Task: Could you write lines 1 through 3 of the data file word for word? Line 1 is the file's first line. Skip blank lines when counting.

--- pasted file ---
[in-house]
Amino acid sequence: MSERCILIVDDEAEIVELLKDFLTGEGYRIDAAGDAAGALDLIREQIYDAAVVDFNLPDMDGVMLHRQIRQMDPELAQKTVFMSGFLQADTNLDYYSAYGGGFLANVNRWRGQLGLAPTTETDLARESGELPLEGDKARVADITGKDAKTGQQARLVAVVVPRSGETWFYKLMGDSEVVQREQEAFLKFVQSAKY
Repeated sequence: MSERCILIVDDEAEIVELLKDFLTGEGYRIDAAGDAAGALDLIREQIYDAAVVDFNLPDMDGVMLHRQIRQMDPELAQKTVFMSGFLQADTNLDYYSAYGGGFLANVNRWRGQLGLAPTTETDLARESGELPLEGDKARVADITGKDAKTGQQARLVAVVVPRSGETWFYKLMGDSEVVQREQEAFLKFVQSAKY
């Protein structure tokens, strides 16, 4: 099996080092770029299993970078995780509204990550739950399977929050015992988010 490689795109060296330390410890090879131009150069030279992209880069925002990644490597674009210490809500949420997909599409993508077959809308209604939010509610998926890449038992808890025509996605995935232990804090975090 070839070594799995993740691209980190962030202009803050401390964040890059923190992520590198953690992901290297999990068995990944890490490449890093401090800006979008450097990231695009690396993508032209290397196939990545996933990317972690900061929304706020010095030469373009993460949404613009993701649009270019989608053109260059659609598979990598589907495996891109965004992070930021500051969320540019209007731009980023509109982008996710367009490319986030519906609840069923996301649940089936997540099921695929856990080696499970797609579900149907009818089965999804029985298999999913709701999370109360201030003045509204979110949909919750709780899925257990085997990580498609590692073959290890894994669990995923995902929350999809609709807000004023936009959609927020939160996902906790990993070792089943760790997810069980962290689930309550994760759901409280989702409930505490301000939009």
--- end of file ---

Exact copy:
[in-house]
Amino acid sequence: MSERCILIVDDEAEIVELLKDFLTGEGYRIDAAGDAAGALDLIREQIYDAAVVDFNLPDMDGVMLHRQIRQMDPELAQKTVFMSGFLQADTNLDYYSAYGGGFLANVNRWRGQLGLAPTTETDLARESGELPLEGDKARVADITGKDAKTGQQARLVAVVVPRSGETWFYKLMGDSEVVQREQEAFLKFVQSAKY
Repeated sequence: MSERCILIVDDEAEIVELLKDFLTGEGYRIDAAGDAAGALDLIREQIYDAAVVDFNLPDMDGVMLHRQIRQMDPELAQKTVFMSGFLQADTNLDYYSAYGGGFLANVNRWRGQLGLAPTTETDLARESGELPLEGDKARVADITGKDAKTGQQARLVAVVVPRSGETWFYKLMGDSEVVQREQEAFLKFVQSAKY